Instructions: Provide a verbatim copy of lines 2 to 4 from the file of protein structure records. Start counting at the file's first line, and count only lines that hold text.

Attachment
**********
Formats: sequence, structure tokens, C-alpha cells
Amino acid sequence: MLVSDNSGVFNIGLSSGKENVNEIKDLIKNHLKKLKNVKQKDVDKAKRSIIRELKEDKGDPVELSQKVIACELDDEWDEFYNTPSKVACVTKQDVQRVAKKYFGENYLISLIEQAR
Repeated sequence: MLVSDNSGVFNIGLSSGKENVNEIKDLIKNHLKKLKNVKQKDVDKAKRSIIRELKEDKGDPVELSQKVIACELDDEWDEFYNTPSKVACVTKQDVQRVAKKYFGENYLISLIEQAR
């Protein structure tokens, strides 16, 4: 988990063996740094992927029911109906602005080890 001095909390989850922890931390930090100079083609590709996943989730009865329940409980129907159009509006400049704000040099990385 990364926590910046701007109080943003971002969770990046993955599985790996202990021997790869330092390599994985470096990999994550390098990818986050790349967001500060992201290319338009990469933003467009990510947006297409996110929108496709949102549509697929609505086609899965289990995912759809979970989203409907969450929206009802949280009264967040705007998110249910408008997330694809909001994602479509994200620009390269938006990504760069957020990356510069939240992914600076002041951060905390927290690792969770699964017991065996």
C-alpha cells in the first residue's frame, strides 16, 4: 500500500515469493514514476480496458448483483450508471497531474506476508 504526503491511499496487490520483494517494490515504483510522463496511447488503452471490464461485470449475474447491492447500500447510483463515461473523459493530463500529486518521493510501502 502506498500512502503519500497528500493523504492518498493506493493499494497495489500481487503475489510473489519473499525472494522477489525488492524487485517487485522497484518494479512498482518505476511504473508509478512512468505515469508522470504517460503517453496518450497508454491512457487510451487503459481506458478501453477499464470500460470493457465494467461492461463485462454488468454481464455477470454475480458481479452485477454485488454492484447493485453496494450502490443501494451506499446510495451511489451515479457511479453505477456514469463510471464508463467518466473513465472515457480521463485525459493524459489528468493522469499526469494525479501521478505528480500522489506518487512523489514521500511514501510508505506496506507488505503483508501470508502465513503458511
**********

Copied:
Amino acid sequence: MLVSDNSGVFNIGLSSGKENVNEIKDLIKNHLKKLKNVKQKDVDKAKRSIIRELKEDKGDPVELSQKVIACELDDEWDEFYNTPSKVACVTKQDVQRVAKKYFGENYLISLIEQAR
Repeated sequence: MLVSDNSGVFNIGLSSGKENVNEIKDLIKNHLKKLKNVKQKDVDKAKRSIIRELKEDKGDPVELSQKVIACELDDEWDEFYNTPSKVACVTKQDVQRVAKKYFGENYLISLIEQAR
């Protein structure tokens, strides 16, 4: 988990063996740094992927029911109906602005080890 001095909390989850922890931390930090100079083609590709996943989730009865329940409980129907159009509006400049704000040099990385 990364926590910046701007109080943003971002969770990046993955599985790996202990021997790869330092390599994985470096990999994550390098990818986050790349967001500060992201290319338009990469933003467009990510947006297409996110929108496709949102549509697929609505086609899965289990995912759809979970989203409907969450929206009802949280009264967040705007998110249910408008997330694809909001994602479509994200620009390269938006990504760069957020990356510069939240992914600076002041951060905390927290690792969770699964017991065996």